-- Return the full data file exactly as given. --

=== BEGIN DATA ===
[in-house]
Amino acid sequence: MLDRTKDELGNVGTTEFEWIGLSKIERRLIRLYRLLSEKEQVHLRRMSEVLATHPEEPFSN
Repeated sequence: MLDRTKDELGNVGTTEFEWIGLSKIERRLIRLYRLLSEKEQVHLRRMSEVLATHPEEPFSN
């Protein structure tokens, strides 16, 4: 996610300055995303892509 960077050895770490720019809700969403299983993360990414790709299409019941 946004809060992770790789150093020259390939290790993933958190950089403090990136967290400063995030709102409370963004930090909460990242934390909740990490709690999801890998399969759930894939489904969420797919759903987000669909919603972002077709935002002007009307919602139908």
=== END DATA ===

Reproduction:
[in-house]
Amino acid sequence: MLDRTKDELGNVGTTEFEWIGLSKIERRLIRLYRLLSEKEQVHLRRMSEVLATHPEEPFSN
Repeated sequence: MLDRTKDELGNVGTTEFEWIGLSKIERRLIRLYRLLSEKEQVHLRRMSEVLATHPEEPFSN
């Protein structure tokens, strides 16, 4: 996610300055995303892509 960077050895770490720019809700969403299983993360990414790709299409019941 946004809060992770790789150093020259390939290790993933958190950089403090990136967290400063995030709102409370963004930090909460990242934390909740990490709690999801890998399969759930894939489904969420797919759903987000669909919603972002077709935002002007009307919602139908």